recommended surgical intervention on several follow-up visits
with Wetherby and ultimately referred him to Dr. Owen to
discuss possible surgery. Despite his persisting symptoms,
during his initial visit with Dr. Owen on March 12, 2013,
Wetherby indicated that he would like to avoid surgery if
11, 2013, Dr. G. Christopher Stephens evaluated Wetherby to
assess complaints of pain and numbness. Dr. Stephens opined
that Wetherby had reached maximum medical improvement, unless
he elected to undergo the surgery recommended by Dr. Owen.
Wetherby stated that he did not want to pursue additional
surgery unless his symptoms worsened. With respect to
causation, Dr. Stephens believed the issue was not
straightforward, given Wetherby's pre-existing disease of
the cervical spine from the prior fusions in 1980 and 1985.
However, Wetherby informed Dr. Stephens that he was
completely asymptomatic prior to the 2012 work injury.
Ultimately, Dr. Stephens rated Wetherby at a 25% impairment
immediately preceding the Amazon work injury, and attributed
3% impairment to the work injury, for a total whole person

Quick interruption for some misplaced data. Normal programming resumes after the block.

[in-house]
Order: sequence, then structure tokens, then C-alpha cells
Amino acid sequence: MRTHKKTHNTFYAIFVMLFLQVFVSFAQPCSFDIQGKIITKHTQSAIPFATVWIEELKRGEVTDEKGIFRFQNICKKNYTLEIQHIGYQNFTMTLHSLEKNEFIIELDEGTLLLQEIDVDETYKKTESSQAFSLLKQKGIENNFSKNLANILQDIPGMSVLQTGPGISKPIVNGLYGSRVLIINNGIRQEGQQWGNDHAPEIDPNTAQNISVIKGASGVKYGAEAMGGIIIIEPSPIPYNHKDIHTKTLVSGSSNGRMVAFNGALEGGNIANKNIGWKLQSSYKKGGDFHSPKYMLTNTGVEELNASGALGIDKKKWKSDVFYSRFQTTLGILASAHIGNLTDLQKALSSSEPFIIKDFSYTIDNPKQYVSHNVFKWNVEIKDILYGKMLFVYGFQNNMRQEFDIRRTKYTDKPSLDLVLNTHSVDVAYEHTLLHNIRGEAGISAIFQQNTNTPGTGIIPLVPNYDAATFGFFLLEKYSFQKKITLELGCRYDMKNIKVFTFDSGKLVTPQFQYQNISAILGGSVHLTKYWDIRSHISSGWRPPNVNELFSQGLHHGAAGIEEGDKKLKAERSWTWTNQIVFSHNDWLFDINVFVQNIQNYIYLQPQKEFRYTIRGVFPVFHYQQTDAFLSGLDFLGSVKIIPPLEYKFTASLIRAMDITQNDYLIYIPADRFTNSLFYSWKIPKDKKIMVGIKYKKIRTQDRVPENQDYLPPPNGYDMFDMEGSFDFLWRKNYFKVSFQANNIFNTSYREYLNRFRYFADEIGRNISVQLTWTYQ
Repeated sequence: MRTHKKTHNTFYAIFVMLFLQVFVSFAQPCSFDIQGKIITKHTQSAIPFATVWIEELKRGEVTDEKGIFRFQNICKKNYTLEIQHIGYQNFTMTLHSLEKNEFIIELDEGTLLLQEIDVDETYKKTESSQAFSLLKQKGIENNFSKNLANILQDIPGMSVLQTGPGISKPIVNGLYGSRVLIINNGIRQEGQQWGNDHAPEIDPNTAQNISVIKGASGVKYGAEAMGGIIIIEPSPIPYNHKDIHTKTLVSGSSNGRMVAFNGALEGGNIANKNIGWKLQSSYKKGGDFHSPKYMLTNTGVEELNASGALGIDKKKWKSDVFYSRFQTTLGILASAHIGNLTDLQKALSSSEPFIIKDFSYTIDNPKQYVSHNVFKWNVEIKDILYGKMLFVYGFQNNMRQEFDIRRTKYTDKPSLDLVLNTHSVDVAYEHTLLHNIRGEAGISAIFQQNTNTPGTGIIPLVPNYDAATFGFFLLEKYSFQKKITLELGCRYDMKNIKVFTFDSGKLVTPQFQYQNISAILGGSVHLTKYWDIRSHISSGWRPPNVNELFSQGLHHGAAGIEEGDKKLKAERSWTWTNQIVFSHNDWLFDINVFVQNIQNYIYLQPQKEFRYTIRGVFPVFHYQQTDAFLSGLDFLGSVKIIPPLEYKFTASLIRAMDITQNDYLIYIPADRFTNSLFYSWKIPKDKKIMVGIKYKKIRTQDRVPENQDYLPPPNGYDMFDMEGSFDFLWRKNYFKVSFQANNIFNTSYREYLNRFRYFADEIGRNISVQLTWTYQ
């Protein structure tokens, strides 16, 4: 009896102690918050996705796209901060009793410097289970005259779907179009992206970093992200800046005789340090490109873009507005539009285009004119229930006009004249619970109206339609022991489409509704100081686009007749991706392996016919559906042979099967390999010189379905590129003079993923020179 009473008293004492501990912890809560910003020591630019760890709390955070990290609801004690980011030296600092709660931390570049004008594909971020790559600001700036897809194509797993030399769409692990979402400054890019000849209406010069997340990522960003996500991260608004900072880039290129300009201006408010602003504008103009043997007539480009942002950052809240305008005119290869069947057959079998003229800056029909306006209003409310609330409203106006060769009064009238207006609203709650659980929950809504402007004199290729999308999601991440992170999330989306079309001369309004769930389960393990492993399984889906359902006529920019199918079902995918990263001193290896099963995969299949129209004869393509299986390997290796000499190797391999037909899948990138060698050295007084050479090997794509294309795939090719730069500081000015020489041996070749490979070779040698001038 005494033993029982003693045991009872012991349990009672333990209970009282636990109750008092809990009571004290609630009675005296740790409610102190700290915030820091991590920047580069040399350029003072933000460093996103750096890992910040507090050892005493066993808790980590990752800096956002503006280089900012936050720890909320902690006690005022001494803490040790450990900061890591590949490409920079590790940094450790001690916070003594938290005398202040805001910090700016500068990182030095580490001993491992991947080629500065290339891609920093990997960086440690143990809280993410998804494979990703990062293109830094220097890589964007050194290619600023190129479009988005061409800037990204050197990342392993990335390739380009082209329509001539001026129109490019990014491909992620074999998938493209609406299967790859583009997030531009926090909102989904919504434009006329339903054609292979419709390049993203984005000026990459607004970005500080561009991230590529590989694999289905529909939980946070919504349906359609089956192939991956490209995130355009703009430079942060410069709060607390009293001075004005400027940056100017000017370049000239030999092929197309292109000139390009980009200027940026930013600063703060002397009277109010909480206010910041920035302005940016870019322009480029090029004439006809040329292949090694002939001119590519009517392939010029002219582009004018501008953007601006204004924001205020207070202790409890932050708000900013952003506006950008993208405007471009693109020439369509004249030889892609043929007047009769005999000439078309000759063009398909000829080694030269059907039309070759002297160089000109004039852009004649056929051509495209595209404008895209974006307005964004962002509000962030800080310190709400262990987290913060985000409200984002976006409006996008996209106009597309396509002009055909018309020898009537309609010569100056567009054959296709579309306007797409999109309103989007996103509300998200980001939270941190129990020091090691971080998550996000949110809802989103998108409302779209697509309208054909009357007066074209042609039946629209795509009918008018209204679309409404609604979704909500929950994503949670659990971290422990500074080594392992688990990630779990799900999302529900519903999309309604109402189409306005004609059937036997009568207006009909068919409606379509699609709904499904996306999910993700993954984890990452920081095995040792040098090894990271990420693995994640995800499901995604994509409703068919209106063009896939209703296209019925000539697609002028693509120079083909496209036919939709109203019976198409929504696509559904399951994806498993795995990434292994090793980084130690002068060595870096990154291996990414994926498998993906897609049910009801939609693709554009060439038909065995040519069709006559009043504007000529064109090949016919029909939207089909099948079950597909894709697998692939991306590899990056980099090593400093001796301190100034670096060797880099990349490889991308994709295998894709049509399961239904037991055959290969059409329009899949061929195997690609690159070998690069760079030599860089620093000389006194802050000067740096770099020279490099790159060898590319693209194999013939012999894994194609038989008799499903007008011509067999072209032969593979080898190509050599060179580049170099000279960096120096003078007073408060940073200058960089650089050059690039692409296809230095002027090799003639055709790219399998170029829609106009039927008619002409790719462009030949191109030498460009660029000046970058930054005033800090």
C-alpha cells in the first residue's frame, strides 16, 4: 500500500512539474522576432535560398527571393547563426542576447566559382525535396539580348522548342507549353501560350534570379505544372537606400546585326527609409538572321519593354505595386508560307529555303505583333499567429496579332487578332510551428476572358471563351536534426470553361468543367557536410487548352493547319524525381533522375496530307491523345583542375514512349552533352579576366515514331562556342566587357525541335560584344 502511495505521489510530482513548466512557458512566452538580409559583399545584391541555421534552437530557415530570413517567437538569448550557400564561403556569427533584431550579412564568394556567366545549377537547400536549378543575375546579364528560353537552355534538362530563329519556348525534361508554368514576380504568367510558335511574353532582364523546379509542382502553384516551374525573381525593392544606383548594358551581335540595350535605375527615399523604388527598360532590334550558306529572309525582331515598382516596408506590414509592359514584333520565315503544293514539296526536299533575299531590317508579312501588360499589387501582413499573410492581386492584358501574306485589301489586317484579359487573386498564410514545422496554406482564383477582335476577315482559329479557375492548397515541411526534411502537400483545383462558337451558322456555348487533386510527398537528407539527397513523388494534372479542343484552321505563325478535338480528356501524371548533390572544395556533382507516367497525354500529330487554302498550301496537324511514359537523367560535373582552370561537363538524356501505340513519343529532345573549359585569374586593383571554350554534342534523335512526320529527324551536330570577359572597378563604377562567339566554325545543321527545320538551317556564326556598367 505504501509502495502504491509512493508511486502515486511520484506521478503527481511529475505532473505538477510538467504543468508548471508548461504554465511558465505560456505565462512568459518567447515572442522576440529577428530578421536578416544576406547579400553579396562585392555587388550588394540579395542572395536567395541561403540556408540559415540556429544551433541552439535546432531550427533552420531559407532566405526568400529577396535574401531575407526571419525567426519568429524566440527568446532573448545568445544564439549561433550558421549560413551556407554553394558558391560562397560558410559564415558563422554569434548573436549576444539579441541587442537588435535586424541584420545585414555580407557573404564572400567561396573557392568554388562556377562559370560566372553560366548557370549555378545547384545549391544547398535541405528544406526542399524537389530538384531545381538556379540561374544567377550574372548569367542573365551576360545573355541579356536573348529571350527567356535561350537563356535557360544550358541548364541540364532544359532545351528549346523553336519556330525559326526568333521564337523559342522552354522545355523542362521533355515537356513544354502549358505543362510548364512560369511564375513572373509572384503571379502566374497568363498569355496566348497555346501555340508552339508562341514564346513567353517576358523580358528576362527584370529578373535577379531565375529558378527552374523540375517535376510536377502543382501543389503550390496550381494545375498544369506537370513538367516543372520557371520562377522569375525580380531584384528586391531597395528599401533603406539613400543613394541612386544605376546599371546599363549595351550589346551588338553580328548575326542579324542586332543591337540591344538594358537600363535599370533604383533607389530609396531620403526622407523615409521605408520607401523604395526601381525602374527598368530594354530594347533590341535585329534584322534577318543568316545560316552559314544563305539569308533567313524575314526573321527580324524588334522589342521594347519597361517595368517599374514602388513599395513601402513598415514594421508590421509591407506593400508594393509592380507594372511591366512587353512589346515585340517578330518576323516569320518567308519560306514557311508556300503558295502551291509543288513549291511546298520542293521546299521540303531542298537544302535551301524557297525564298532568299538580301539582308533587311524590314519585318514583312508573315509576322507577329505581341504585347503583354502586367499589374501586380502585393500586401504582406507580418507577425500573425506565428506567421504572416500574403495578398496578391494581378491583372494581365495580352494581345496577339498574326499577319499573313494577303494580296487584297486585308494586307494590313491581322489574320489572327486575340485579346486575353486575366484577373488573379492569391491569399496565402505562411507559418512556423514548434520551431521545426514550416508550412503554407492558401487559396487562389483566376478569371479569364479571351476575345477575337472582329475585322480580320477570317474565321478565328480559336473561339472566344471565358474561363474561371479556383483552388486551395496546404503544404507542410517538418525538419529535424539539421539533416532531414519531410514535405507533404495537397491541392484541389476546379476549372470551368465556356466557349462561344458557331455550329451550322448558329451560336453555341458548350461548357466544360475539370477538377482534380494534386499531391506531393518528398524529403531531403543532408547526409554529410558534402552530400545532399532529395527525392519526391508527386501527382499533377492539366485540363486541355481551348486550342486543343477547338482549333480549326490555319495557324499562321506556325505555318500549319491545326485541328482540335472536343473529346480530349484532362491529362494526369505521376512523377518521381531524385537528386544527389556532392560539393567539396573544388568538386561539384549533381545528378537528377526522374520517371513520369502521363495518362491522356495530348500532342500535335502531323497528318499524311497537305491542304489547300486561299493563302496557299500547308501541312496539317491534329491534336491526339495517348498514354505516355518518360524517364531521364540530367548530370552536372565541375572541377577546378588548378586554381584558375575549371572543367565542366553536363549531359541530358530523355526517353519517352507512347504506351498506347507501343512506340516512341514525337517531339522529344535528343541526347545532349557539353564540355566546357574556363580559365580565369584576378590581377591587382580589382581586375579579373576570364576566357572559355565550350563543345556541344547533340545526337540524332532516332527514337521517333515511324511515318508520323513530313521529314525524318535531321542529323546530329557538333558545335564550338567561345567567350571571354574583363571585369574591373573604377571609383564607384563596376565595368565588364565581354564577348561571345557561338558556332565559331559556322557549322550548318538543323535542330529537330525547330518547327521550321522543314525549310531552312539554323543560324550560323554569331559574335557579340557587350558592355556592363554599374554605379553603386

impairment of 28%. Dr. Stephens opined that Wetherby could
return to work indefinitely if he refrained from lifting more
than 25 pounds without assistance.
symptoms persisted, and Dr. Owen performed right posterior
foraminotomies at the C6-C7 and C7-T1 levels on June 9, 2014.
The surgery went routinely, but at three months
post-operation, Wetherby still reported numbness in his right
forearm and fingers. On October 28, 2014, Wetherby again
visited Dr. Owen. Dr. Owen opined that Wetherby had reached
maximum medical improvement and recommended he return to work
on December 10, 2014. Wetherby continued to work at Amazon
after the 2012 work injury up until his 2014 surgery and took
six months of leave from work after the surgery. He was still
an Amazon employee during discovery related to his
workers' compensation claim.
March 25, 2015, Dr. Frank Burke performed an independent
medical evaluation and diagnosed acute cervical spine injury
with right radiculopathy, as well as arousal of pre-existing
degenerative disc disease. Dr. Burke assessed a 17% whole person
impairment rating using the Fifth Edition of the AMA
Guides to the Evaluation of Permanent Impairment
(Guides) based on Wetherby's significant
radiculopathy. In his deposition, Dr. Burke stated he knew
Wetherby had a prior injury, but believed it was not relevant
to this case because he was asymptomatic prior to the work